Rabu, 07 Desember 2011

Free Imprisoned Indonesian Activist, Amnesty International Says

Free Imprisoned Indonesian Activists, Amnesty Says
Jakarta Globe | December 07, 2011

Representatives from Amnesty International met with the coordinating minister for legal, political and security affairs on Tuesday, urging him to free political prisoners incarcerated for peacefully expressing their views.

At least 90 people are in prison in Papua and Maluku for peaceful pro-independence activities, including Filep Karma, a Papuan independence leader currently serving a 15-year sentence in Abepura, Papua. Filep’s case has received special attention by the human rights group.

“The Indonesian government should free all those who are detained in Papua and Maluku for peacefully expressing their views, including through raising or waving the prohibited pro-independence flags, and distinguish between peaceful and violent political activists,” Amnesty said in a statement.

On Dec. 1, 2004, Filep organized a peaceful demonstration in Abepura in which the banned Morning Star flag was raised. Filep was subsequently sentenced in May 2005 for treason and stoking unrest.

Washington-based Freedom Now said Filep, 51, would become one of 13 political prisoners around the world for whom it was currently campaigning, joining the likes of last year’s Nobel Peace Prize winner Liu Xiaobo. The organization is also known for having worked for the release of now-free Burmese democracy icon Aung San Suu Kyi.

Amnesty said the government had the duty and the right to maintain public order, but in some cases the restrictions on freedom of expression and peaceful assembly had violated the International Covenant on Civil and Political Rights, which Indonesia has ratified.

President Susilo Bambang Yudhoyono recently initiated discussions with Papuan activists and established a special task force to enhance economic development in Papua.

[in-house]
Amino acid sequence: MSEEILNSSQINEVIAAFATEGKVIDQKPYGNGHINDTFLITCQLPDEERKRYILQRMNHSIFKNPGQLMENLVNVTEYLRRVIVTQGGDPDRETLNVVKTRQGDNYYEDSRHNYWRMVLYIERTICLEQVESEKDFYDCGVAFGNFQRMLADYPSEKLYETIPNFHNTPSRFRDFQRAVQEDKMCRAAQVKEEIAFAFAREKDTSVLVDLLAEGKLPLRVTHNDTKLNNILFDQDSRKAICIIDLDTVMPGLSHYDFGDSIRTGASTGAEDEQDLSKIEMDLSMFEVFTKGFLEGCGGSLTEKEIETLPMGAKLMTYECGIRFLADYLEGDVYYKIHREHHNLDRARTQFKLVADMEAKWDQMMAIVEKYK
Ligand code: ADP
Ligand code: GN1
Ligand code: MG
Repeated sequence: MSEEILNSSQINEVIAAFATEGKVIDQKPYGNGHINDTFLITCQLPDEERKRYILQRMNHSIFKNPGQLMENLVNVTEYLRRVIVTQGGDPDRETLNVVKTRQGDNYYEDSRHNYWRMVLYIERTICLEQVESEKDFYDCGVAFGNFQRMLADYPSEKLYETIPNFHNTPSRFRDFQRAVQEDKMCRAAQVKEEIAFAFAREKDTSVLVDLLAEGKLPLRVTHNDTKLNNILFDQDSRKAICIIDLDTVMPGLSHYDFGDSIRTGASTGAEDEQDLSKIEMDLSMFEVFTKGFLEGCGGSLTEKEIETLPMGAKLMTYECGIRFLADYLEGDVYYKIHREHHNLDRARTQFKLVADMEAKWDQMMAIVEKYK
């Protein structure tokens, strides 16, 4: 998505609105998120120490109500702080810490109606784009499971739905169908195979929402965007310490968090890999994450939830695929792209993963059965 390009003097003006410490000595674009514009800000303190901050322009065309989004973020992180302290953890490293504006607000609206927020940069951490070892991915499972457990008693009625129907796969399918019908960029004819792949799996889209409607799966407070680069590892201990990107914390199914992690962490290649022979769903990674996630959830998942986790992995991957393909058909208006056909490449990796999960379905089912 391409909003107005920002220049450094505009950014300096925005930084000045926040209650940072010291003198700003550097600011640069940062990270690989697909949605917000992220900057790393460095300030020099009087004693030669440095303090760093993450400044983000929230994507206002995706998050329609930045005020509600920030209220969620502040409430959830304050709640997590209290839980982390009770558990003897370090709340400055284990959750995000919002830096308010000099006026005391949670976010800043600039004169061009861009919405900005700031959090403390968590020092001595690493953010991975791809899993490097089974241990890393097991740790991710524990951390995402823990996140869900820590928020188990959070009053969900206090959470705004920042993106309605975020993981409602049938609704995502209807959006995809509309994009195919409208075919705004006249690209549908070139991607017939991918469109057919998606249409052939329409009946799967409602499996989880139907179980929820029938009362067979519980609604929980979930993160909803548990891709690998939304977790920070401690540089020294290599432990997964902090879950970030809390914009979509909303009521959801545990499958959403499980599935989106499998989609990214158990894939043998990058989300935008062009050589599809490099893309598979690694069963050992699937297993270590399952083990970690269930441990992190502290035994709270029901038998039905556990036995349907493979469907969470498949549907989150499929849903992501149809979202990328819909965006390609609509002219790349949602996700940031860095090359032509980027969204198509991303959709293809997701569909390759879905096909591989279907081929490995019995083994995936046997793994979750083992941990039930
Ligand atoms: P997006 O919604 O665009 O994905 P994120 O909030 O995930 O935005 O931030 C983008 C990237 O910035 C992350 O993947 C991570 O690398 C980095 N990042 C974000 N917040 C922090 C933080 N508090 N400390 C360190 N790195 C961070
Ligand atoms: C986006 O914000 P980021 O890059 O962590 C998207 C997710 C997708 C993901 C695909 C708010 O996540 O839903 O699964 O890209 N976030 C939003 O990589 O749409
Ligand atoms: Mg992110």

Papua and its neighboring province, West Papua, have enjoyed more economic independence under the 2001 Special Autonomy Law, but the absence of implementing regulations have been blamed for rampant corruption and widespread poverty.

Amnesty said it supported Indonesia’s efforts to implement special autonomy but stressed the need to set up a human rights court and a truth and reconciliation commission to investigate cases of human rights violations that had gone on since Indonesia annexed Papua in the 1960s.

The minister, Djoko Suyanto, has expressed the government’s commitment to ensure accountability for human rights abuses committed by security forces.

However, Amnesty criticized the use of lenient administrative penalties and closed-door trials in response to rights violations involving members of the security forces.

This year, security forces have been criticized for using excessive force during the disbanding of the Papuan People’s Congress in Abepura on Oct. 19.

The National Commission for Human Rights (Komnas HAM) said at least six congress participants died during the brutal crackdown and hundreds more were injured or subject to degrading treatment.

The National Police punished seven officers with between seven to 14 days detention and reprimanded 10 others.

Amnesty called on the minister to allow international observers, nongovernmental organizations and journalists unrestricted and ongoing access to the provinces of Papua and West Papua.

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